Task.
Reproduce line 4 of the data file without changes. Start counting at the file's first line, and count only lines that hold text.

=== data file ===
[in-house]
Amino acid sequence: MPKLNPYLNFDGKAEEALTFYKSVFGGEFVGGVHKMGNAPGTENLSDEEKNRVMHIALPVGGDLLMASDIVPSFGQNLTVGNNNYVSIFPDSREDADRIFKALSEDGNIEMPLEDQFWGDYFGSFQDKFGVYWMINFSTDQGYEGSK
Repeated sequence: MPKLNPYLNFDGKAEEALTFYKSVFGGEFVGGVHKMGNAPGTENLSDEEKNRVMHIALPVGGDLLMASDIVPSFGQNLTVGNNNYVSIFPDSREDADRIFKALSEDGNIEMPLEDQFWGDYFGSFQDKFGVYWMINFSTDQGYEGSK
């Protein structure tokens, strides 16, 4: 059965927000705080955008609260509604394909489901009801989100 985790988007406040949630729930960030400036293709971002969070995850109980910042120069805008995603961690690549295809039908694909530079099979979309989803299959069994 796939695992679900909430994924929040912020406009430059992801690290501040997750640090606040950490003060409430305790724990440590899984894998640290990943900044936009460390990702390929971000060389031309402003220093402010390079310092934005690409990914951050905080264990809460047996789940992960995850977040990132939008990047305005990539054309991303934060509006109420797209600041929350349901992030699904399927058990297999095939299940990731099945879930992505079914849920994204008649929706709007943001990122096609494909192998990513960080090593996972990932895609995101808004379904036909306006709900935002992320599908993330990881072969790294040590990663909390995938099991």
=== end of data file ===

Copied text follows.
């Protein structure tokens, strides 16, 4: 059965927000705080955008609260509604394909489901009801989100 985790988007406040949630729930960030400036293709971002969070995850109980910042120069805008995603961690690549295809039908694909530079099979979309989803299959069994 796939695992679900909430994924929040912020406009430059992801690290501040997750640090606040950490003060409430305790724990440590899984894998640290990943900044936009460390990702390929971000060389031309402003220093402010390079310092934005690409990914951050905080264990809460047996789940992960995850977040990132939008990047305005990539054309991303934060509006109420797209600041929350349901992030699904399927058990297999095939299940990731099945879930992505079914849920994204008649929706709007943001990122096609494909192998990513960080090593996972990932895609995101808004379904036909306006709900935002992320599908993330990881072969790294040590990663909390995938099991």